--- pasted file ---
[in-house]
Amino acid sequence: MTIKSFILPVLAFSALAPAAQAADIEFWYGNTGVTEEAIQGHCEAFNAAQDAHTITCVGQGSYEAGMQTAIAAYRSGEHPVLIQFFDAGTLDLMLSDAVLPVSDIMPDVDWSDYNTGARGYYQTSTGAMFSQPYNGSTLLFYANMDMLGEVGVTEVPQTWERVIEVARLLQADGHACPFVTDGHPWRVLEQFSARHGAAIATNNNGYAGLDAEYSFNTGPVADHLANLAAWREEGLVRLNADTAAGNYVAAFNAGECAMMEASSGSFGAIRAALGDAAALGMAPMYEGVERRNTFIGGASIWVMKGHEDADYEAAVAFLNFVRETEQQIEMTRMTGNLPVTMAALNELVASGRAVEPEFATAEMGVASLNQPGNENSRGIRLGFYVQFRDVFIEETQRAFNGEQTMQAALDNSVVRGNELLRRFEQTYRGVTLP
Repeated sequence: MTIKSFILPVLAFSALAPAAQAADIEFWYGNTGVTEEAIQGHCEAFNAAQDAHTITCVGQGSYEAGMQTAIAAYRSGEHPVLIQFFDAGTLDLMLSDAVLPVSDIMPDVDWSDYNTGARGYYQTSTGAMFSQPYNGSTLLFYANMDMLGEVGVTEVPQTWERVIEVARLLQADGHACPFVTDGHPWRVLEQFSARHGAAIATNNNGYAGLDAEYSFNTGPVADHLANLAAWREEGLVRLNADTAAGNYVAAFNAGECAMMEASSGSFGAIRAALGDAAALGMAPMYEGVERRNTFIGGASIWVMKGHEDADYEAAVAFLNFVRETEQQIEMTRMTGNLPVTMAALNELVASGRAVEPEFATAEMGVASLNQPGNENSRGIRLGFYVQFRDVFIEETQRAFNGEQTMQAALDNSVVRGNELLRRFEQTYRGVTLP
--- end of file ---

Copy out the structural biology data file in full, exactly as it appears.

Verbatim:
[in-house]
Amino acid sequence: MTIKSFILPVLAFSALAPAAQAADIEFWYGNTGVTEEAIQGHCEAFNAAQDAHTITCVGQGSYEAGMQTAIAAYRSGEHPVLIQFFDAGTLDLMLSDAVLPVSDIMPDVDWSDYNTGARGYYQTSTGAMFSQPYNGSTLLFYANMDMLGEVGVTEVPQTWERVIEVARLLQADGHACPFVTDGHPWRVLEQFSARHGAAIATNNNGYAGLDAEYSFNTGPVADHLANLAAWREEGLVRLNADTAAGNYVAAFNAGECAMMEASSGSFGAIRAALGDAAALGMAPMYEGVERRNTFIGGASIWVMKGHEDADYEAAVAFLNFVRETEQQIEMTRMTGNLPVTMAALNELVASGRAVEPEFATAEMGVASLNQPGNENSRGIRLGFYVQFRDVFIEETQRAFNGEQTMQAALDNSVVRGNELLRRFEQTYRGVTLP
Repeated sequence: MTIKSFILPVLAFSALAPAAQAADIEFWYGNTGVTEEAIQGHCEAFNAAQDAHTITCVGQGSYEAGMQTAIAAYRSGEHPVLIQFFDAGTLDLMLSDAVLPVSDIMPDVDWSDYNTGARGYYQTSTGAMFSQPYNGSTLLFYANMDMLGEVGVTEVPQTWERVIEVARLLQADGHACPFVTDGHPWRVLEQFSARHGAAIATNNNGYAGLDAEYSFNTGPVADHLANLAAWREEGLVRLNADTAAGNYVAAFNAGECAMMEASSGSFGAIRAALGDAAALGMAPMYEGVERRNTFIGGASIWVMKGHEDADYEAAVAFLNFVRETEQQIEMTRMTGNLPVTMAALNELVASGRAVEPEFATAEMGVASLNQPGNENSRGIRLGFYVQFRDVFIEETQRAFNGEQTMQAALDNSVVRGNELLRRFEQTYRGVTLP